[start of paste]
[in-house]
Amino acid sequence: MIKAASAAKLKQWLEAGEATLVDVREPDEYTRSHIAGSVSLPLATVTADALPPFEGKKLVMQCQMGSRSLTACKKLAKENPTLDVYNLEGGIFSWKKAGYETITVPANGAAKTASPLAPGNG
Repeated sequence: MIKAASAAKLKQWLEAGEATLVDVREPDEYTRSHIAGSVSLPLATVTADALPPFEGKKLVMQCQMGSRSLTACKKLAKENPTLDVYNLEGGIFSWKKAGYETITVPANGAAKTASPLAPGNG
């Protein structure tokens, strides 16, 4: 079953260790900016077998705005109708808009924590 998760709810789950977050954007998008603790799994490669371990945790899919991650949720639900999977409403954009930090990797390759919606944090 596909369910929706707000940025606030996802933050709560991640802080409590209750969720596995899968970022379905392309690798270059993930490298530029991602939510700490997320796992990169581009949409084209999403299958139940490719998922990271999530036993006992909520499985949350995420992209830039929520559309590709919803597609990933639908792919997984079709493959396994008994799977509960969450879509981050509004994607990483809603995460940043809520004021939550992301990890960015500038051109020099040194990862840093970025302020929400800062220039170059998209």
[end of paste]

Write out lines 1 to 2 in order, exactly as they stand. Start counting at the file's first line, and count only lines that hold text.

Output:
[in-house]
Amino acid sequence: MIKAASAAKLKQWLEAGEATLVDVREPDEYTRSHIAGSVSLPLATVTADALPPFEGKKLVMQCQMGSRSLTACKKLAKENPTLDVYNLEGGIFSWKKAGYETITVPANGAAKTASPLAPGNG